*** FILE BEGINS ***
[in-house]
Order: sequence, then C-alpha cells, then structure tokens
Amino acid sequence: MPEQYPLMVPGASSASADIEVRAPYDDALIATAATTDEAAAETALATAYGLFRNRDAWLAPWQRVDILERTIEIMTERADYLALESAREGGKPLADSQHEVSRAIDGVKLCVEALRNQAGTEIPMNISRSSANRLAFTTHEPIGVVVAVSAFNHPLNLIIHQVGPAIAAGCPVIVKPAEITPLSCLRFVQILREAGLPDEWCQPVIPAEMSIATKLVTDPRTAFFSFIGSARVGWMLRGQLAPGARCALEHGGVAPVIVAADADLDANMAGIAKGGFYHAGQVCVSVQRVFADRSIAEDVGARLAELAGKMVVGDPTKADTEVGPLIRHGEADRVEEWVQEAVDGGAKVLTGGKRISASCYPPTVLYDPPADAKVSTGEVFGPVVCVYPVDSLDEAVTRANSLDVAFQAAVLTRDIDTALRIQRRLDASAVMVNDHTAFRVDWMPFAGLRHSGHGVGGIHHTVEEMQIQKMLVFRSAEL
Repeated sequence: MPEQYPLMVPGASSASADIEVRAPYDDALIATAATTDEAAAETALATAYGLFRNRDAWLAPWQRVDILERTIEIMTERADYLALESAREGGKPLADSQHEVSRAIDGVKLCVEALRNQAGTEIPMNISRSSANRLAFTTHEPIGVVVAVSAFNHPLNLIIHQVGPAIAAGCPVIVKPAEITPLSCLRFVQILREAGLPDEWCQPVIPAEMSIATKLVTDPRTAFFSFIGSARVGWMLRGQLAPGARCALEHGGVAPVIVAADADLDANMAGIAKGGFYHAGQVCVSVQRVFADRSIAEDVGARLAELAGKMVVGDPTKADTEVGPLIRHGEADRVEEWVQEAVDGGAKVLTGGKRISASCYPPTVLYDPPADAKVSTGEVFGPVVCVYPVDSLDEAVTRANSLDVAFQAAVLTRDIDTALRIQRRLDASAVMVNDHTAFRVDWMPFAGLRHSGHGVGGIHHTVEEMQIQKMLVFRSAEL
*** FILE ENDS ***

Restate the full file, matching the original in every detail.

[in-house]
Order: sequence, then C-alpha cells, then structure tokens
Amino acid sequence: MPEQYPLMVPGASSASADIEVRAPYDDALIATAATTDEAAAETALATAYGLFRNRDAWLAPWQRVDILERTIEIMTERADYLALESAREGGKPLADSQHEVSRAIDGVKLCVEALRNQAGTEIPMNISRSSANRLAFTTHEPIGVVVAVSAFNHPLNLIIHQVGPAIAAGCPVIVKPAEITPLSCLRFVQILREAGLPDEWCQPVIPAEMSIATKLVTDPRTAFFSFIGSARVGWMLRGQLAPGARCALEHGGVAPVIVAADADLDANMAGIAKGGFYHAGQVCVSVQRVFADRSIAEDVGARLAELAGKMVVGDPTKADTEVGPLIRHGEADRVEEWVQEAVDGGAKVLTGGKRISASCYPPTVLYDPPADAKVSTGEVFGPVVCVYPVDSLDEAVTRANSLDVAFQAAVLTRDIDTALRIQRRLDASAVMVNDHTAFRVDWMPFAGLRHSGHGVGGIHHTVEEMQIQKMLVFRSAEL
Repeated sequence: MPEQYPLMVPGASSASADIEVRAPYDDALIATAATTDEAAAETALATAYGLFRNRDAWLAPWQRVDILERTIEIMTERADYLALESAREGGKPLADSQHEVSRAIDGVKLCVEALRNQAGTEIPMNISRSSANRLAFTTHEPIGVVVAVSAFNHPLNLIIHQVGPAIAAGCPVIVKPAEITPLSCLRFVQILREAGLPDEWCQPVIPAEMSIATKLVTDPRTAFFSFIGSARVGWMLRGQLAPGARCALEHGGVAPVIVAADADLDANMAGIAKGGFYHAGQVCVSVQRVFADRSIAEDVGARLAELAGKMVVGDPTKADTEVGPLIRHGEADRVEEWVQEAVDGGAKVLTGGKRISASCYPPTVLYDPPADAKVSTGEVFGPVVCVYPVDSLDEAVTRANSLDVAFQAAVLTRDIDTALRIQRRLDASAVMVNDHTAFRVDWMPFAGLRHSGHGVGGIHHTVEEMQIQKMLVFRSAEL